Question: What is the single most horrible scene possible to watch at the movies?
Answer 1: A giant shark ripping a human apart.
Answer 2: Earth crashing into the sun.
Answer 3: Someone angry throwing a cell phone against the wall.
I submit that our cell phones are considered an appendage. If one is destroyed, it’s like having your arm pulled out of its socket. If one is lost, that person’s entire life grinds to a halt. Teams of people are volunteered into your attempt to find it. They call your number. But you left the ringer off. Your heart rate goes up to 145 (which you could know if only had your cell phone). You get irrational. Did YOU steal it? Give it back!
People on airplanes who discover they’ve forgotten their cell phones take the next plane back. They go into mourning.
“How are you today?” Siri asks.
“Same as yesterday.”
The other day, at a party, I spoke to a very wealthy man I know who three days earlier was talked into buying a smartphone.
“I’ve gone back to my old flip phone,” he said. “I’ll tell you why. Someone sent me their home address in an email. Then yesterday, somebody was showing me how to use Google Maps, and before I could punch in the address I wanted, a message asked me if the address I wanted was the one in my email.”
“So?” I asked.
“They are reading my email. This address was in my email. That was that, as far as I am concerned.”
“What’s wrong with that?” I asked.
“They are reading my email,” he repeated.
“You can always erase your history,” said a woman overhearing this conversation.
Personally, I will never erase my history. I’m a showoff. When I die, I want people to go through all my emails. I want them to see what I thought and did, remember I was here, remember everything. What a guy, I want them to say to one another.
I consider that the invention of the smartphone is right up there with having an opposable thumb.
I remember the first wonderful thing that smartphones did. They ended the tyranny of running to answer the phone in your house whenever it rang—no matter what you were doing. How did we ever put up with that?
The next wonderful thing I discovered the smartphones did was put an end to waiting impatiently on line. On line, I’d take it out. I’d open Time Machine, an app I have. Inside Time Machine, there are two settings you have to make. You pick a year between 1900 and 2016, and you pick a category. These are News, Sports, TV, Music, Games or Movies. Once you have both, automatically, Time Machine begins to play a short video from that year in that category. For example, if you line up 1943 and Sports you get… Well, I just did that. It’s random. So what I just got was a video of Vancouver’s Callister Exhibition Park Rodeo of 1943. It’s the bronco busting competition, 6 minutes and 32 seconds of it. Try another. How about 1943 Movies? I got a 7-minute Looney Tunes cartoon called “Puss and Boots.”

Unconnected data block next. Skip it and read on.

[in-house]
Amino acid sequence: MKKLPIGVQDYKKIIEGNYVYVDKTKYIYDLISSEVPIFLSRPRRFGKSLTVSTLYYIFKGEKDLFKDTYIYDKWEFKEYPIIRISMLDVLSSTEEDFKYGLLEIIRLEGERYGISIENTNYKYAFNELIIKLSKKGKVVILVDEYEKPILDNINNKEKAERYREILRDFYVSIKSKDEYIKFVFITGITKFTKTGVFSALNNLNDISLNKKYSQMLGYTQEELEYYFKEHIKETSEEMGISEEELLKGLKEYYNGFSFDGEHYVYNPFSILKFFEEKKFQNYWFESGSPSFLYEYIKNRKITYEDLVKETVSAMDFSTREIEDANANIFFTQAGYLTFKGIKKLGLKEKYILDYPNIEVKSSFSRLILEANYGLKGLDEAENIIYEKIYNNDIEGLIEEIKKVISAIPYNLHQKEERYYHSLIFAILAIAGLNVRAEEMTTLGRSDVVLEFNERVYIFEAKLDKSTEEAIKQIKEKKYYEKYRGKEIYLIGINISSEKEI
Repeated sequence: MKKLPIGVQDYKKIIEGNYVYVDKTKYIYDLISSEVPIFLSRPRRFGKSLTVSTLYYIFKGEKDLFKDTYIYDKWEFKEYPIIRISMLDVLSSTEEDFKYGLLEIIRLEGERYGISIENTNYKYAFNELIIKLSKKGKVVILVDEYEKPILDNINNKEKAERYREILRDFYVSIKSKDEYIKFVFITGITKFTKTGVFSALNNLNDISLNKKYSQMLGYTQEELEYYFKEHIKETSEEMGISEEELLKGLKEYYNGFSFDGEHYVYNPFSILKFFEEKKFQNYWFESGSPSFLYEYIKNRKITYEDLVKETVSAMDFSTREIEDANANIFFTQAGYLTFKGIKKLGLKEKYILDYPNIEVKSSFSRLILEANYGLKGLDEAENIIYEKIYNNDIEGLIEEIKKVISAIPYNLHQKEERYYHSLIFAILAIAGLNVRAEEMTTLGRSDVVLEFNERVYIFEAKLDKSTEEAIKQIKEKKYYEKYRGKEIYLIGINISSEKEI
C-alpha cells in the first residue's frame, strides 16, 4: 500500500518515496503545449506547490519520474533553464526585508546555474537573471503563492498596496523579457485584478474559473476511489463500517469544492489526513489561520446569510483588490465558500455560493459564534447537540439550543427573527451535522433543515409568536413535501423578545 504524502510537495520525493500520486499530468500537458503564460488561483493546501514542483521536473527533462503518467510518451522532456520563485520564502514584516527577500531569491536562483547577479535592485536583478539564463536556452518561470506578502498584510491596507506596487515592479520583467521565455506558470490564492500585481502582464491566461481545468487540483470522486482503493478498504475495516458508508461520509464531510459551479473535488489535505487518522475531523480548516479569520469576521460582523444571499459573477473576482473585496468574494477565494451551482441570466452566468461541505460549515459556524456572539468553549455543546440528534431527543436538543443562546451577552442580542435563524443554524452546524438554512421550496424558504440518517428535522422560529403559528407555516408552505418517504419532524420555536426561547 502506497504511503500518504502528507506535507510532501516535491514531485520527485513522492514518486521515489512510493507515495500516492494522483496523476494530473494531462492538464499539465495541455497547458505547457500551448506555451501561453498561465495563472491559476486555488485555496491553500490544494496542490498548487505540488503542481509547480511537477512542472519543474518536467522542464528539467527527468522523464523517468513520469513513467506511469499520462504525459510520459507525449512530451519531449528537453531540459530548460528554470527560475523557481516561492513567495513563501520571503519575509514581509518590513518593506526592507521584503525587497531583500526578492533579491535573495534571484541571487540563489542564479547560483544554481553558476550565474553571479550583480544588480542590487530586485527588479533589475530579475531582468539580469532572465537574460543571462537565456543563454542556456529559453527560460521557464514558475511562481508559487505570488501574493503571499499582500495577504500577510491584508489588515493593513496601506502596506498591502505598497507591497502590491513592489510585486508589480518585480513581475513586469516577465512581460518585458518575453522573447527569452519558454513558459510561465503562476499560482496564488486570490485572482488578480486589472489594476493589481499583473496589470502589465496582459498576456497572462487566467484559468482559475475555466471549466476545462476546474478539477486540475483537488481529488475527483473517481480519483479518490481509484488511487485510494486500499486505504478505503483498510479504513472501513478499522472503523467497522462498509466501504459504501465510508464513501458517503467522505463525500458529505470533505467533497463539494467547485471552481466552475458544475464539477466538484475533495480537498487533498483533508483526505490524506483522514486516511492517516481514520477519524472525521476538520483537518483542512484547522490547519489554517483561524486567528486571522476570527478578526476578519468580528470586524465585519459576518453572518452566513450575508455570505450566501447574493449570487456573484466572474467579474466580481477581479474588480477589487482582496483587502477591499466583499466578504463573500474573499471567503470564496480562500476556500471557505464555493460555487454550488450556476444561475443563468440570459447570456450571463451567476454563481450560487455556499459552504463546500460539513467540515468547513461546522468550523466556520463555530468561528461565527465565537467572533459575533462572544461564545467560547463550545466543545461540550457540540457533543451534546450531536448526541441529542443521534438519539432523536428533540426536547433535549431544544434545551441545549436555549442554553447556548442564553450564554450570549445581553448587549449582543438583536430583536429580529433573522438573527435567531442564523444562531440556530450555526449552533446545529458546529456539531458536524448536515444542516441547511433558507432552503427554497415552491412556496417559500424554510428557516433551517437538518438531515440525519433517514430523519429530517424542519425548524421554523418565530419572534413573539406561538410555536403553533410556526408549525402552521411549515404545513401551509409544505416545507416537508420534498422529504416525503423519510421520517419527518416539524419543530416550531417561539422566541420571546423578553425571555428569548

Am I holding up the line? Wait a moment. I want to see the end.
Know what? I’ll bet very few of you know of Time Machine. So now you do. Know what else? Sit for a few minutes with anybody you know who has a smartphone and go over the things they use it for. Guaranteed you will find something new and useful from every single person you do that with.
Ever notice that people in a restaurant sometimes put their cell phone alongside their place setting when they sit down? It’s in case somebody you know sends you a text. You could spend 10 seconds texting back. Nobody you’d know.
Or it’s in case something comes up that somebody might want to know. In the old days before cell phones, we’d just sit there, stumped. There’s only so much you can know unless you want to go to a library. So what else do you want to talk about?